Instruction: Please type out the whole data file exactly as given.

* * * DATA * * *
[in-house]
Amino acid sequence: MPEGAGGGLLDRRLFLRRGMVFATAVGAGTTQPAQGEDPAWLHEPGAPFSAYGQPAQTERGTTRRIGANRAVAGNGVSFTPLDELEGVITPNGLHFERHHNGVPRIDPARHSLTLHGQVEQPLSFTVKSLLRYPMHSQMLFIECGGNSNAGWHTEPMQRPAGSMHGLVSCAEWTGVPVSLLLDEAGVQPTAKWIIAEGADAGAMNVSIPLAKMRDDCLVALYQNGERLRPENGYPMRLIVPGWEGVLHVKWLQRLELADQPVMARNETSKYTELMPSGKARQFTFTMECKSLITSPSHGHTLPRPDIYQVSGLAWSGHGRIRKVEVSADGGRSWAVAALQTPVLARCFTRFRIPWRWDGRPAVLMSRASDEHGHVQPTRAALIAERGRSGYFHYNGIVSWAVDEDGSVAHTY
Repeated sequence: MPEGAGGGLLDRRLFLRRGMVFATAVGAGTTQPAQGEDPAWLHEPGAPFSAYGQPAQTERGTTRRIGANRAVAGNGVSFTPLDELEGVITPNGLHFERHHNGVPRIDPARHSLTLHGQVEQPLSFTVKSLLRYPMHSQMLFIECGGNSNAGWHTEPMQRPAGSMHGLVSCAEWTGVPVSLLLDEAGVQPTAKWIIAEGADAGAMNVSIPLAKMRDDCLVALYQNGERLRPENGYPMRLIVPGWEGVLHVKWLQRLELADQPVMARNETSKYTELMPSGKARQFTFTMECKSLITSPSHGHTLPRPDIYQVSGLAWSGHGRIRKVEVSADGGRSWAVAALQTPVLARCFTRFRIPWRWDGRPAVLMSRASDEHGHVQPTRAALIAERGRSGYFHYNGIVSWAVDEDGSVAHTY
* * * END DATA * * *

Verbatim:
[in-house]
Amino acid sequence: MPEGAGGGLLDRRLFLRRGMVFATAVGAGTTQPAQGEDPAWLHEPGAPFSAYGQPAQTERGTTRRIGANRAVAGNGVSFTPLDELEGVITPNGLHFERHHNGVPRIDPARHSLTLHGQVEQPLSFTVKSLLRYPMHSQMLFIECGGNSNAGWHTEPMQRPAGSMHGLVSCAEWTGVPVSLLLDEAGVQPTAKWIIAEGADAGAMNVSIPLAKMRDDCLVALYQNGERLRPENGYPMRLIVPGWEGVLHVKWLQRLELADQPVMARNETSKYTELMPSGKARQFTFTMECKSLITSPSHGHTLPRPDIYQVSGLAWSGHGRIRKVEVSADGGRSWAVAALQTPVLARCFTRFRIPWRWDGRPAVLMSRASDEHGHVQPTRAALIAERGRSGYFHYNGIVSWAVDEDGSVAHTY
Repeated sequence: MPEGAGGGLLDRRLFLRRGMVFATAVGAGTTQPAQGEDPAWLHEPGAPFSAYGQPAQTERGTTRRIGANRAVAGNGVSFTPLDELEGVITPNGLHFERHHNGVPRIDPARHSLTLHGQVEQPLSFTVKSLLRYPMHSQMLFIECGGNSNAGWHTEPMQRPAGSMHGLVSCAEWTGVPVSLLLDEAGVQPTAKWIIAEGADAGAMNVSIPLAKMRDDCLVALYQNGERLRPENGYPMRLIVPGWEGVLHVKWLQRLELADQPVMARNETSKYTELMPSGKARQFTFTMECKSLITSPSHGHTLPRPDIYQVSGLAWSGHGRIRKVEVSADGGRSWAVAALQTPVLARCFTRFRIPWRWDGRPAVLMSRASDEHGHVQPTRAALIAERGRSGYFHYNGIVSWAVDEDGSVAHTY